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Love Island criticised as new figures reveal impact of reality TV on body image

'A large number of young people say reality TV has a negative impact on how they feel about their own bodies'

Sabrina Barr
Monday 03 June 2019 06:21 BST
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Love island unveils contestants for it's fifth series

Love Island has been condemned by a mental health charity for the negative impact the reality television show can have on viewers who feel insecure about their bodies.

On Monday 3 June, the new series of Love Island is due to air on ITV.

The programme has been criticised on several occasions over the years for its lack of body diversity, with producers predominantly opting to cast contestants of a similar, slim physique.

Ahead of the release of the new series, the Mental Health Foundation conducted research investigating the relationship between reality television and body image.

According to a survey of 4,505 adults carried out by YouGov, almost one in four people aged between 18 to 24 say that watching reality television makes them feel worried about their bodies.

Almost a quarter of the 18 to 24-year-olds surveyed said they have experienced suicidal thoughts and feelings due to the way they feel about their bodies, while 15 per cent said they have deliberately hurt themselves due to concerns they have about their physiques.

Furthermore, 34 per cent said that images used in advertising campaigns and promotional social media pictures makes them feel worried about their bodies.

Dr Antonis Kousoulis, director of England and Wales at the Mental Health Foundation, explained why the lack of body diversity on Love Island can be detrimental for avid viewers of the show.

"Millions of people enjoy Love Island for a whole range of reasons. Our concern is how the programme projects body images that are not diverse, largely unrealistic and presented as aspirational," Dr Kousoulis said.

"Our research clearly shows that a large number of young people say reality TV has a negative impact on how they feel about their own bodies. Concern about body image is linked to anxiety, depression and feelings of shame and disgust."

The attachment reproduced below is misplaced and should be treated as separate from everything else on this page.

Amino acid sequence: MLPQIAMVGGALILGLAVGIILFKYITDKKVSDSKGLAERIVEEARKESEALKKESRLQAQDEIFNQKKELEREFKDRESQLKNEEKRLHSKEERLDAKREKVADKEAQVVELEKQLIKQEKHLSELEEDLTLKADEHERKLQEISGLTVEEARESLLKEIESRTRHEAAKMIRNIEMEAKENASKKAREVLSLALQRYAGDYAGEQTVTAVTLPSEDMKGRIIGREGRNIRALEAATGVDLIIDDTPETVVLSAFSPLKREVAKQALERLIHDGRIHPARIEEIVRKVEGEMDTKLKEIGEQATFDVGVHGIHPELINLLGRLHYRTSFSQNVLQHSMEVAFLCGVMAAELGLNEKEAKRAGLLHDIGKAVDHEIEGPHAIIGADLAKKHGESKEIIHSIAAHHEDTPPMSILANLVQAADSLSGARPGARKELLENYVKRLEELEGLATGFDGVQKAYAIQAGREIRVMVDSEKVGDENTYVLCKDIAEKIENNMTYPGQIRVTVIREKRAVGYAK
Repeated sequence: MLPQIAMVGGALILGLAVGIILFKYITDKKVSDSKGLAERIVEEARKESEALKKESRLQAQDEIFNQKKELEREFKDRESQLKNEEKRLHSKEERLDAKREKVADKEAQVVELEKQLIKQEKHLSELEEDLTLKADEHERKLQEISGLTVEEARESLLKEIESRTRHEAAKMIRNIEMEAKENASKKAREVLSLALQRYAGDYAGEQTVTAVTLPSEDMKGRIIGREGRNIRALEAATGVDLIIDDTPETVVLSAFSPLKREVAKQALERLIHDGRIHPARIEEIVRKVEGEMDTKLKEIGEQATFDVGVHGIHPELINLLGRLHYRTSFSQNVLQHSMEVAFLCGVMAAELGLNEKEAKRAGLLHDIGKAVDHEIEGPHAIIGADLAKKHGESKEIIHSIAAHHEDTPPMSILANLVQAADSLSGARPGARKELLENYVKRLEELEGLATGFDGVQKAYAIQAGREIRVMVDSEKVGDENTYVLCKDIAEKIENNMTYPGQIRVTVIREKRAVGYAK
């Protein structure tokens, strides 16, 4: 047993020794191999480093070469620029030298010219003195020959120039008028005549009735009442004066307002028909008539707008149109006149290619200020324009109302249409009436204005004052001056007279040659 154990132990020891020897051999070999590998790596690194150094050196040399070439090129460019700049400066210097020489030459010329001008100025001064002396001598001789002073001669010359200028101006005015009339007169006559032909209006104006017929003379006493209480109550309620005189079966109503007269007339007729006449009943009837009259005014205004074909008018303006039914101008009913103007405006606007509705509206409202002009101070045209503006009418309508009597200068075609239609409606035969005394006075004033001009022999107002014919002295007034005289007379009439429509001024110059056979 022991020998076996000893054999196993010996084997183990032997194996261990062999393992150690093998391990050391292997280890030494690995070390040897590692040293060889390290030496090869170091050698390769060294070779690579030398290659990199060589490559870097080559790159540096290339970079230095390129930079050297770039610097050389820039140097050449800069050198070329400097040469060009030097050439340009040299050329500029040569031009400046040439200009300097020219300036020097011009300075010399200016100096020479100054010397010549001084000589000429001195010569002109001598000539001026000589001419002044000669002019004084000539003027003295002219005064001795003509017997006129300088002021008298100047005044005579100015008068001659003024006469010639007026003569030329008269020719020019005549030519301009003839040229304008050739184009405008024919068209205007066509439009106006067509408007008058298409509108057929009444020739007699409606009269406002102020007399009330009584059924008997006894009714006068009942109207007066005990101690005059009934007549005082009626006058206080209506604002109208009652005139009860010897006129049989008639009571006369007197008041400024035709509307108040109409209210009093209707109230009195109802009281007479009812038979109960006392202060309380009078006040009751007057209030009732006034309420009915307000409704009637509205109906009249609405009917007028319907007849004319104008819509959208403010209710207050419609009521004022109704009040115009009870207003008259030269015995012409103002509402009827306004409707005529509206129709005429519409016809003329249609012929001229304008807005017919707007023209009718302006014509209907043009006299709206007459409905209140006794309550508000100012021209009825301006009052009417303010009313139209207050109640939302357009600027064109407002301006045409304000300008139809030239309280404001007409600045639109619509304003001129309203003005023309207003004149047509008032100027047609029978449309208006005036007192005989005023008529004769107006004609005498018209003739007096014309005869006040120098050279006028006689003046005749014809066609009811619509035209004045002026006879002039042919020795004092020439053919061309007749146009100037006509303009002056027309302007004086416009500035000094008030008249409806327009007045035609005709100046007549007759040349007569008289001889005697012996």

Dr Kousoulis continued, stating that the mental health charity had hoped the Love Island producers would choose a "more representative range of contestants" for the new series.

"This lack of diversity is further feeding unhealthy advertising and media coverage," Dr Kousoulis added. "Love Island has issued mental health aftercare guidelines for contestants but they must also take into consideration the potential damage being done to viewers."

Last year, the Mental Health Foundation was one of 17 complainants which contacted the Advertising Standards Authority (ASA) over cosmetic surgery advertisements aired during episodes of Love Island, which they argued "exploited young women's insecurities" and "trivialised" breast enhancement surgery.

The ASA ruled the commercials for MYA Cosmetic Surgery "irresponsible" and "harmful", a decision which the Mental Health Foundation described as a "watershed moment".

Dr Kousoulis explained that television can play a "powerful role" for raising awareness about mental health issues and combatting the stigmas that surround the subject.

"This was clearly demonstrated during this year's Mental Health Awareness Week, when broadcasters, including ITV, were at the forefront of bringing useful information and advice to the nation," he stated.

"But it is not acceptable to keep allowing the aspects of television that have the potential to harm people's mental health to go unchecked."

Following on from the release of its research, the Mental Health Foundation is calling on ITV to work with the ASA to carefully assess the advertisements chosen to air during episodes, to be consistent in its psychological support of contestants and to ensure that final edited cuts of Love Island are "free of language that is shaming, discriminatory, or triggering in regards to mental health".

Dr Kousoulis has written directly to the chief executive of ITV regarding these requests.

He has also spoken to the chair of the DCMS Parliamentary Inquiry into reality television, asking that they pay greater attention to the impact reality television can have on its viewers.

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In response to the criticism Love Island has received over its casting, an ITV spokesperson said: "When casting for Love Island, we always strive to reflect the age, experiences and diversity of our audience and this year is no exception with a cross section of different personalities and backgrounds in the villa."

While attending a recent press conference in Spain, Richard Cowles, creative director of ITV Studios Entertainment, said that while the competition tries to be "as representative and diverse as possible", the producers of the show want the Islanders "to be attracted to one another", seemingly implying that contestants of different body types would not be.

“We're saying here's a group of people that we want to watch for eight weeks, and we want to watch them fall in love,” Cowles added. “That's not at the front of our mind, but we do want to be as diverse as possible.”

For all the latest news on Love Island, click here.

For confidential support on mental health call Samaritans free from any phone, at any time, on 116 123 (UK & RoI) or email jo@samaritans.org. In the US call 1-800-273-TALK or chat online

Love Island returns to ITV2 on Monday 3 June at 9pm

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